import spacy

nlp = spacy.load("en_core_web_sm")

doc = nlp("The book was published by Joe Bloggs & Sons of London.")
print([(ent.text, ent.label_) for ent in doc.ents])

"""
[('Joe Bloggs & Sons', 'ORG'), ('London', 'GPE')]
"""

As well as using “AI”, which is to say, trained statistical models, to recognise entities, spacy will also let you define rules to match your entities. These definitions can be based on matching explicit strings, or regular expression patterns (see a quick example in Creating Rule Based Entity Pattern Matchers in spacy) as well as linguistic “parts of speech” features: nouns, verbs, prepositions etc etc.

I don’t really remember when we did basic grammar school, back in the day, but I do remember that I learned more about tenses in French and Latin then I ever did in English, and I learned more about grammar in general in Latin than I ever did in English.

So I wonder: how grammar is taught in school now? I wonder whether things like the spacy playground at https://demos.explosion.ai/matcher exist as interactive teaching / tutorial playground tools in English lessons as a way of allowing learners to explore grammatical structures in a text?

In addition, I wonder whether tools like that are used in IT and computing lessons, where pupils get to explore writing linguistic patterns matching rules in support of teaching “computational thinking” (whatever that is…), and then build their own information extracting tools using their own rules.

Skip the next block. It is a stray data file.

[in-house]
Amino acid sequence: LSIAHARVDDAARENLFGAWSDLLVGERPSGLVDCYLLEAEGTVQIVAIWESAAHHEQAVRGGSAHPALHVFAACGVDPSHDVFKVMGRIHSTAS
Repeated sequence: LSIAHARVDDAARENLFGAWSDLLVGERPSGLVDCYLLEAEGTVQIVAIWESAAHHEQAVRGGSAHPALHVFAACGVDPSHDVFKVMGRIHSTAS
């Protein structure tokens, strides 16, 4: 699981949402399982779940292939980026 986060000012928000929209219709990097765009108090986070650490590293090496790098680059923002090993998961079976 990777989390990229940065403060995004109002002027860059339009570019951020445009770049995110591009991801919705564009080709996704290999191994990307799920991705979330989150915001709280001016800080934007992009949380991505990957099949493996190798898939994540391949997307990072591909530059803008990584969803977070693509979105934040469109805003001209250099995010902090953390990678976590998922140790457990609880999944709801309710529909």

Certainly, to make best progress, a sound understanding of grammar would help when writing rules, so where should that grammar be taught? In computing, or in English? (This is not to argue that English teaching should become subservient to the computing curriculum. Whilst there is a risk that the joy of language is taught instrumentally with a view to how it can be processed by machines, or how we can (are forced to?) modify our language to get machines to “accept out input” or do what we want them to do, this sort of knowledge might also help provide us with defences against computational processing and obviously opinionated (in a design sense) textual interfaces. (Increasing amounts of natural language text is parsed and processed by machines, and used to generate responses: chat bots, email responders, SMS responders, search engines, etc etc. In one sense in it’s wrong that we need to understand how our inputs maybe interpreted by machines, particulary if we find ourselves changing how we interat to suit the machine. On the other, a little bit of knowledge may also give us power over those machines… [This is probably all sounding a little paranoid, isn’t it?! ;-)])